Meyer lemons

Meyer lemons are sweeter than other lemons, with an intoxicating aroma that has hints of honey and thyme. (Wally Skalij / Los Angeles Times)

IF Cézanne had lived not in France but in Southern California, his still lifes would have overflowed with Meyer lemons. Plump, smooth-skinned, colored an unmistakable dark yellow -- canary yellow, the color of egg yolks or the sun at noon -- they're sweeter than other lemons, with an intoxicating aroma that has hints of honey and thyme.

Now is the perfect time to revel in them, as the harvest peaks and farmers market stalls, produce aisles and, if you're lucky, backyard trees are loaded with fruit. A cross between a lemon and a sweet orange, imported to the U.S. from China exactly 100 years ago by the man whose name they bear, the Meyer lemon is a furiously addictive fruit.

With sweeter juice, a thinner peel, less acid and a more floral scent (and taste) than other lemon varieties, Meyers are as much fun to cook with as they would be to paint.

In fact, we're counting the ways. High on the list are a few fantastic recipes. Slide slices of Meyer lemons under the skin of a pair of Cornish game hens, strew the roasting pan with more, then toss in some fennel and olives. Or try chef Marcus Samuelsson's method of quick-preserving citrus peels and use the result -- tart and salty and utterly lemony -- in a fantastically colorful dish of spicy piri piri shrimp and black rice. On the sweet side, make a Meyer lemon ice cream, loading the custard with peel as well as juice -- and a hint of cardamom, the spicy notes bringing out the floral depth of the Meyer's flavor. (This recipe is inspired by longtime Chez Panisse pastry chef Lindsey Shere, one of the first to put Meyer lemons on the culinary map.)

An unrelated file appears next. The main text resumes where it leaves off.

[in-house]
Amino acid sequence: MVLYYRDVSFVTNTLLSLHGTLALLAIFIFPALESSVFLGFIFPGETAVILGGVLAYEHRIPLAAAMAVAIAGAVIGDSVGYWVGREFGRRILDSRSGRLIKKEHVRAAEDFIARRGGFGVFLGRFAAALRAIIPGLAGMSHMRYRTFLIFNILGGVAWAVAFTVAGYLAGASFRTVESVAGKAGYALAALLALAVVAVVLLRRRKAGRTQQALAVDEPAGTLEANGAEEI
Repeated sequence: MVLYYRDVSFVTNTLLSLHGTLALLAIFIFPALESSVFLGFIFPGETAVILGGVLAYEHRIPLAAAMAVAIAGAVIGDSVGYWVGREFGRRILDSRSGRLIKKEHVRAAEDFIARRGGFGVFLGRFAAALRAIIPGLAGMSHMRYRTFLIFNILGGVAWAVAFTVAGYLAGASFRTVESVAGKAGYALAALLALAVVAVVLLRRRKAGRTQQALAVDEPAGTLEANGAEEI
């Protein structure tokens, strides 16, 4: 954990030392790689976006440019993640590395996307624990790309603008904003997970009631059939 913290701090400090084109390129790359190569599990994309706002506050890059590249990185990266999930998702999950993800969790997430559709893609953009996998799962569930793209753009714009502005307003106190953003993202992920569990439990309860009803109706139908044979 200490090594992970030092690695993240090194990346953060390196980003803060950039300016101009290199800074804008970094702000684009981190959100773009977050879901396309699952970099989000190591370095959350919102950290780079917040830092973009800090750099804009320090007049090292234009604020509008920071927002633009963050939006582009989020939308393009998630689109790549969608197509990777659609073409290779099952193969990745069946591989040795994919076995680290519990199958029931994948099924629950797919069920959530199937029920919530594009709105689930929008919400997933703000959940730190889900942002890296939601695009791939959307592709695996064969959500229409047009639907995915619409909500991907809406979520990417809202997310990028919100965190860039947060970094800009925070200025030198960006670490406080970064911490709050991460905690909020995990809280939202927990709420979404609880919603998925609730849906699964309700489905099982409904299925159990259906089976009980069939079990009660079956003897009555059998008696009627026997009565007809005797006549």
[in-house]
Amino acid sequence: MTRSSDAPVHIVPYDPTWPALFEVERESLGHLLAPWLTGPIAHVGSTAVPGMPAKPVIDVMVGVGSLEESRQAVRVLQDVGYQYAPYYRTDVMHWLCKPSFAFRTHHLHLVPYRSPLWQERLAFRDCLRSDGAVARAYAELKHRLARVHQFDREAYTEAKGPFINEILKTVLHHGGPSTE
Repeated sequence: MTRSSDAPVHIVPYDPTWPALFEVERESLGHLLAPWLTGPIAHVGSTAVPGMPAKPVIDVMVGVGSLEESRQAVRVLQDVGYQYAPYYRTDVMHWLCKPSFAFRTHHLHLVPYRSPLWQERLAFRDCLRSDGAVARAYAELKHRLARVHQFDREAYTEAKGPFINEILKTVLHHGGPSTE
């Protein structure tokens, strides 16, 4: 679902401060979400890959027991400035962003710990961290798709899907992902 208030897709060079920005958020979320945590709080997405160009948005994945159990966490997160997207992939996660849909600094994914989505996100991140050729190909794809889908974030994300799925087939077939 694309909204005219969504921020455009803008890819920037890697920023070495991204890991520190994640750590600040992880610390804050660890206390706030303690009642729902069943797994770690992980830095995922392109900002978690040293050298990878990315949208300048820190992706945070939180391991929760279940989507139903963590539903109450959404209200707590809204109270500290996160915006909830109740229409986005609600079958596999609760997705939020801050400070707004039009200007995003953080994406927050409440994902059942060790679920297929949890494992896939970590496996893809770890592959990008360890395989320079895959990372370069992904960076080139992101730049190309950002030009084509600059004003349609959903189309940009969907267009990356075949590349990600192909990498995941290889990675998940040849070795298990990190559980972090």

There are probably more things -- in heaven, on Earth, in citrus groves -- that you can do with these yellow beauties than we can dream of. But we can try.

Here are the top 100 things to do with a Meyer lemon.

1. Make Meyer lemonade.

2. Make roasted Cornish game hens with Meyer lemons, olives and fennel (see recipe).

3. Make shrimp piri piri with black rice and chef Marcus Samuelsson's "quick-preserved" Meyer lemons (see recipe).

4. Make Meyer lemon-cardamom ice cream (see recipe).

5. Assemble sandwiches of thinly sliced lemons, smoked salmon and sour cream on pumpernickel bread.

6. Candy the peel, dusting with superfine sugar.

7. To a risotto made with mascarpone and Parmesan, add some grated Meyer lemon peel.

8. Take a cue from Quinn Hatfield of Hatfield's in Los Angeles and pour yourself a lemon gimlet (Meyer lemon juice and zest, soda water and Meyer lemon simple syrup).

9. Rub a Meyer lemon peel around the rim of a demitasse of espresso.

10. Adapt Claudia Roden's recipe for orange-almond cake (in "The New Book of Middle Eastern Food," the cover of which features a bowl of Meyer lemons) by using two large Meyer lemons instead of oranges (see the recipe at latimesblogs.latimes.com/dailydish).

11. If you don't mind delayed gratification, make classic preserved lemons (different from chef Samuelsson's because the lemons are preserved slowly over weeks instead of quickly blanched and cooked) by filling a Mason jar with quartered Meyer lemons, one-fourth cup of kosher salt and enough lemon juice to cover, and letting them sit in your refrigerator for three weeks. Or, for extra flavor, throw some spices into the jar too: a bay leaf, a cinnamon stick, some black peppercorns, a dried Thai chile, a cardamom pod.

12. Grate Meyer lemon peel into a bowlful of Chantilly cream.

13. Arrange thin slices of Meyer lemons on a pizza crust topped with goat cheese, rosemary and Picholine olives.